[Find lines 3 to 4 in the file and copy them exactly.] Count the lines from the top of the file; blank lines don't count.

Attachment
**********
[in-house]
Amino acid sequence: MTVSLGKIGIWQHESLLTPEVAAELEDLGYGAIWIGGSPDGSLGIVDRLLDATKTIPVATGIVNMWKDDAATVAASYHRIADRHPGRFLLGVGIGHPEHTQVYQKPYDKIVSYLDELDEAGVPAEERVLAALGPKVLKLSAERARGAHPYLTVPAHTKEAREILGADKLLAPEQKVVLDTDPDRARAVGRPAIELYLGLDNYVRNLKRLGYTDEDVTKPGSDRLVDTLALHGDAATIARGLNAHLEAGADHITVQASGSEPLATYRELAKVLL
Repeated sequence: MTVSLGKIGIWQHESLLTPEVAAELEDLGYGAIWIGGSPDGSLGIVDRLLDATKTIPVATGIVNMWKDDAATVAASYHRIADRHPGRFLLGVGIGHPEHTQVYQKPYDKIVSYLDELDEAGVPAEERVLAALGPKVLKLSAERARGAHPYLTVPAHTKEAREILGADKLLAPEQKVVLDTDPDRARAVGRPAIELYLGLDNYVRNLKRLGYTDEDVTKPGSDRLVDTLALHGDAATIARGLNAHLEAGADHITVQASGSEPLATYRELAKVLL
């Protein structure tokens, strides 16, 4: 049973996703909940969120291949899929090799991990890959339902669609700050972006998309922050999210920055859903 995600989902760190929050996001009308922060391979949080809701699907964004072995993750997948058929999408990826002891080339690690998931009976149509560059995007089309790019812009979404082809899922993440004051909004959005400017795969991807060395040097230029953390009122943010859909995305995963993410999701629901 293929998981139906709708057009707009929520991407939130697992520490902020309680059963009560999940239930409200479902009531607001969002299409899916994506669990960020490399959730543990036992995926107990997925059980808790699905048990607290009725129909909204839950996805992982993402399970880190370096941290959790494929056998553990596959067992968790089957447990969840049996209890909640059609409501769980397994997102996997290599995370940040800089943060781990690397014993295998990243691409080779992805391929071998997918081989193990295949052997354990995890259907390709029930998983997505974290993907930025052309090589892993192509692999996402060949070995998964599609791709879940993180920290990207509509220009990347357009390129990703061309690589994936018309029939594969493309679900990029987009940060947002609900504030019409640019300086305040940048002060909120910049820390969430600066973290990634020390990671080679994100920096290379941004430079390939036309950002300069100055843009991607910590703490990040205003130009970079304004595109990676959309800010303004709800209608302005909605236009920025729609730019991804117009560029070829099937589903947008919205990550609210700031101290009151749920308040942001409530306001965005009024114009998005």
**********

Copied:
Repeated sequence: MTVSLGKIGIWQHESLLTPEVAAELEDLGYGAIWIGGSPDGSLGIVDRLLDATKTIPVATGIVNMWKDDAATVAASYHRIADRHPGRFLLGVGIGHPEHTQVYQKPYDKIVSYLDELDEAGVPAEERVLAALGPKVLKLSAERARGAHPYLTVPAHTKEAREILGADKLLAPEQKVVLDTDPDRARAVGRPAIELYLGLDNYVRNLKRLGYTDEDVTKPGSDRLVDTLALHGDAATIARGLNAHLEAGADHITVQASGSEPLATYRELAKVLL
């Protein structure tokens, strides 16, 4: 049973996703909940969120291949899929090799991990890959339902669609700050972006998309922050999210920055859903 995600989902760190929050996001009308922060391979949080809701699907964004072995993750997948058929999408990826002891080339690690998931009976149509560059995007089309790019812009979404082809899922993440004051909004959005400017795969991807060395040097230029953390009122943010859909995305995963993410999701629901 293929998981139906709708057009707009929520991407939130697992520490902020309680059963009560999940239930409200479902009531607001969002299409899916994506669990960020490399959730543990036992995926107990997925059980808790699905048990607290009725129909909204839950996805992982993402399970880190370096941290959790494929056998553990596959067992968790089957447990969840049996209890909640059609409501769980397994997102996997290599995370940040800089943060781990690397014993295998990243691409080779992805391929071998997918081989193990295949052997354990995890259907390709029930998983997505974290993907930025052309090589892993192509692999996402060949070995998964599609791709879940993180920290990207509509220009990347357009390129990703061309690589994936018309029939594969493309679900990029987009940060947002609900504030019409640019300086305040940048002060909120910049820390969430600066973290990634020390990671080679994100920096290379941004430079390939036309950002300069100055843009991607910590703490990040205003130009970079304004595109990676959309800010303004709800209608302005909605236009920025729609730019991804117009560029070829099937589903947008919205990550609210700031101290009151749920308040942001409530306001965005009024114009998005």